- Use of ARPA funds to cover operating deficits caused by COVID-19 should be considered temporary and additional budget restraint may be necessary to achieve/maintain structural balance in future budgets.
- Investment in critical infrastructure is a particularly well-suited use of ARPA funds because it is a non-recurring expenditure that can be targeted to strategically important long- term assets that provide benefits over many years. However, care should be taken to assess any on-going operating costs that may be associated with the project.
ARPA Scanning and Partnering Efforts
State and local jurisdictions should be aware of plans for ARPA funding throughout their communities.
- Local jurisdictions should be cognizant of state-level ARPA efforts, especially regarding infrastructure, potential enhancements of state funding resources, and existing or new state law requirements.
- Consider regional initiatives, including partnering with other ARPA recipients. It is possible there are many beneficiaries of ARPA funding within your community, such as schools, transportation agencies and local economic development authorities. Be sure to understand what they are planning and augment their efforts; alternatively, creating cooperative spending plans to enhance the structural financial condition of your community.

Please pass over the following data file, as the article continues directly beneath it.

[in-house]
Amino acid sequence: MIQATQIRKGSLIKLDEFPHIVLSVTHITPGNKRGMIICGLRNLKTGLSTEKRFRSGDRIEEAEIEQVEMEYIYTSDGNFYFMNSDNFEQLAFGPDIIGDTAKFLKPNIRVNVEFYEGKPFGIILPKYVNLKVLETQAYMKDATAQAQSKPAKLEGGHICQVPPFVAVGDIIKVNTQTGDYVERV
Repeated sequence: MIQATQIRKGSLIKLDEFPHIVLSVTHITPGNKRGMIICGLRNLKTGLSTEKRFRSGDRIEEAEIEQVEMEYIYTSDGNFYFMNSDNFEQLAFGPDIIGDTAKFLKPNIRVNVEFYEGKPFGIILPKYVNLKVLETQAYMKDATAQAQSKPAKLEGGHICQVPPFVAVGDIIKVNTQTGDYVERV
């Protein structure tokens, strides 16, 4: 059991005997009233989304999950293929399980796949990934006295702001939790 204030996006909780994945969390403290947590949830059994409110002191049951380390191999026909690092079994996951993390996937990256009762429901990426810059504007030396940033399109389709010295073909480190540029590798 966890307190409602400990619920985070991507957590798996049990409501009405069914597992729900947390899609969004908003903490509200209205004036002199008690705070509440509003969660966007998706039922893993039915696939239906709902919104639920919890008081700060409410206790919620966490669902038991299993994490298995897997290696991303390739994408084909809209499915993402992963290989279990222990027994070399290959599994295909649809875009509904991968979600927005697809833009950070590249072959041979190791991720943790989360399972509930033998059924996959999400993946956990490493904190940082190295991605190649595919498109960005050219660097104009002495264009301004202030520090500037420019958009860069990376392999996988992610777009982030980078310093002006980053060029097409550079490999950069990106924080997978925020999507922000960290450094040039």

Take Time and Careful Consideration
ARPA funds will be issued in two tranches to local governments. Throughout the years of outlays, and until the end of calendar year 2024, consider how the funds may be used to address rescue efforts and lead to recovery.
- Use other dedicated grants and programs first whenever possible and save ARPA funds for priorities not eligible for other federal and state assistance programs.
- Whenever possible, expenditures related to the ARPA funding should be spread over the qualifying period (through December 31, 2024) to enhance budgetary and financial stability.
- Adequate time should be taken to carefully consider all alternatives for the prudent use of ARPA funding prior to committing the resources to ensure the best use of the temporary funding.
Additional opportunities and recommendations
- ARPA funding provides a great opportunity to engage your community to identify priority investments. Consider a public participation process to help allocate the funds.
- Plan for the future. Investments in infrastructure, climate resiliency, and quality of life projects will all have long-term benefits. These projects are often difficult to fund on tax revenues so ARPA funds provide the opportunity to invest in the future.